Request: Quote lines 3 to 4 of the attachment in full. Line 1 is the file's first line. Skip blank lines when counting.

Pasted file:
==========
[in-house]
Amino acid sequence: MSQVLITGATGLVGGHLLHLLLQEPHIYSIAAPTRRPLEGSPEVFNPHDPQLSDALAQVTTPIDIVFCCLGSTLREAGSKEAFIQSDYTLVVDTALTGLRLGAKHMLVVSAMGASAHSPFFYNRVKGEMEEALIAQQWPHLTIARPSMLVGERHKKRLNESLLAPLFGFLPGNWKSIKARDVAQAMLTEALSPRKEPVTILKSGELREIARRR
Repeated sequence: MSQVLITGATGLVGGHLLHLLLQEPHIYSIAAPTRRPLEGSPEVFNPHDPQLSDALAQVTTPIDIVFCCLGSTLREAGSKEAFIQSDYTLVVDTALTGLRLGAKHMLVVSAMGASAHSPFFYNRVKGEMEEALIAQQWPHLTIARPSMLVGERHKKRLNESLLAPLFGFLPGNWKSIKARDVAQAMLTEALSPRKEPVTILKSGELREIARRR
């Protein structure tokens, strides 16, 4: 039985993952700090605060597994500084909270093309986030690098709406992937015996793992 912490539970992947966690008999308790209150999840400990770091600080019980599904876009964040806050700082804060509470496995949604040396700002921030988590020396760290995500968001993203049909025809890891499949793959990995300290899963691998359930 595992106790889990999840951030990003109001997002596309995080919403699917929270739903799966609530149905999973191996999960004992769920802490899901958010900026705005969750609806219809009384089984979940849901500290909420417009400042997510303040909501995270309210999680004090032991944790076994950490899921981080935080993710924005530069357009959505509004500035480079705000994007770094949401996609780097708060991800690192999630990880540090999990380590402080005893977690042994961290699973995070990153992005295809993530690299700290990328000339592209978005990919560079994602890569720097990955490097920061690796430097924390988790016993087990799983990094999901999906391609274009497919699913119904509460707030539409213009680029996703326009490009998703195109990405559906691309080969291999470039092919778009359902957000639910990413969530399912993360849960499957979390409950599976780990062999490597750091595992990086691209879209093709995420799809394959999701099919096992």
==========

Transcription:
Repeated sequence: MSQVLITGATGLVGGHLLHLLLQEPHIYSIAAPTRRPLEGSPEVFNPHDPQLSDALAQVTTPIDIVFCCLGSTLREAGSKEAFIQSDYTLVVDTALTGLRLGAKHMLVVSAMGASAHSPFFYNRVKGEMEEALIAQQWPHLTIARPSMLVGERHKKRLNESLLAPLFGFLPGNWKSIKARDVAQAMLTEALSPRKEPVTILKSGELREIARRR
């Protein structure tokens, strides 16, 4: 039985993952700090605060597994500084909270093309986030690098709406992937015996793992 912490539970992947966690008999308790209150999840400990770091600080019980599904876009964040806050700082804060509470496995949604040396700002921030988590020396760290995500968001993203049909025809890891499949793959990995300290899963691998359930 595992106790889990999840951030990003109001997002596309995080919403699917929270739903799966609530149905999973191996999960004992769920802490899901958010900026705005969750609806219809009384089984979940849901500290909420417009400042997510303040909501995270309210999680004090032991944790076994950490899921981080935080993710924005530069357009959505509004500035480079705000994007770094949401996609780097708060991800690192999630990880540090999990380590402080005893977690042994961290699973995070990153992005295809993530690299700290990328000339592209978005990919560079994602890569720097990955490097920061690796430097924390988790016993087990799983990094999901999906391609274009497919699913119904509460707030539409213009680029996703326009490009998703195109990405559906691309080969291999470039092919778009359902957000639910990413969530399912993360849960499957979390409950599976780990062999490597750091595992990086691209879209093709995420799809394959999701099919096992």